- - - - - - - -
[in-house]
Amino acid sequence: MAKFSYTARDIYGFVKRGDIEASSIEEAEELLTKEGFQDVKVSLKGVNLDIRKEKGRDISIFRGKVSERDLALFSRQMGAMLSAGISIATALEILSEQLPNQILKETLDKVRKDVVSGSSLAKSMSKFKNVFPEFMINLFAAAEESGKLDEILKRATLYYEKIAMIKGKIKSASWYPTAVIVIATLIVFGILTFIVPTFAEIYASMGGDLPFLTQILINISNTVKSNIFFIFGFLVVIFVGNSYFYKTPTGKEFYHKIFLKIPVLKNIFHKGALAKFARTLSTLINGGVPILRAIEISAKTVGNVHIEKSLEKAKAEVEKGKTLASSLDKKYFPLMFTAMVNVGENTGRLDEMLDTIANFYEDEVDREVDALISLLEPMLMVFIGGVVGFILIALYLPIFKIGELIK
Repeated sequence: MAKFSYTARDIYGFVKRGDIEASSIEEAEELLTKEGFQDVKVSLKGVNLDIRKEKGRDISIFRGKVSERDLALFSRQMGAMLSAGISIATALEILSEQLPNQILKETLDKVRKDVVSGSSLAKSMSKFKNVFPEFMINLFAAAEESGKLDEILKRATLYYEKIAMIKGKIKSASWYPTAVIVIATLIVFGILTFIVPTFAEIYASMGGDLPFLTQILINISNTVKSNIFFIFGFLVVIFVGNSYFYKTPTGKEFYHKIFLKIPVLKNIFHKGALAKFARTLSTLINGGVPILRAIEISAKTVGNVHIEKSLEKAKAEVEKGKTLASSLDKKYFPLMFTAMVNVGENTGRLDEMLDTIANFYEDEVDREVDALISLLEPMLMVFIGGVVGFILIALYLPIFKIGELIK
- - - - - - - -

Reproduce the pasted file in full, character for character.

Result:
[in-house]
Amino acid sequence: MAKFSYTARDIYGFVKRGDIEASSIEEAEELLTKEGFQDVKVSLKGVNLDIRKEKGRDISIFRGKVSERDLALFSRQMGAMLSAGISIATALEILSEQLPNQILKETLDKVRKDVVSGSSLAKSMSKFKNVFPEFMINLFAAAEESGKLDEILKRATLYYEKIAMIKGKIKSASWYPTAVIVIATLIVFGILTFIVPTFAEIYASMGGDLPFLTQILINISNTVKSNIFFIFGFLVVIFVGNSYFYKTPTGKEFYHKIFLKIPVLKNIFHKGALAKFARTLSTLINGGVPILRAIEISAKTVGNVHIEKSLEKAKAEVEKGKTLASSLDKKYFPLMFTAMVNVGENTGRLDEMLDTIANFYEDEVDREVDALISLLEPMLMVFIGGVVGFILIALYLPIFKIGELIK
Repeated sequence: MAKFSYTARDIYGFVKRGDIEASSIEEAEELLTKEGFQDVKVSLKGVNLDIRKEKGRDISIFRGKVSERDLALFSRQMGAMLSAGISIATALEILSEQLPNQILKETLDKVRKDVVSGSSLAKSMSKFKNVFPEFMINLFAAAEESGKLDEILKRATLYYEKIAMIKGKIKSASWYPTAVIVIATLIVFGILTFIVPTFAEIYASMGGDLPFLTQILINISNTVKSNIFFIFGFLVVIFVGNSYFYKTPTGKEFYHKIFLKIPVLKNIFHKGALAKFARTLSTLINGGVPILRAIEISAKTVGNVHIEKSLEKAKAEVEKGKTLASSLDKKYFPLMFTAMVNVGENTGRLDEMLDTIANFYEDEVDREVDALISLLEPMLMVFIGGVVGFILIALYLPIFKIGELIK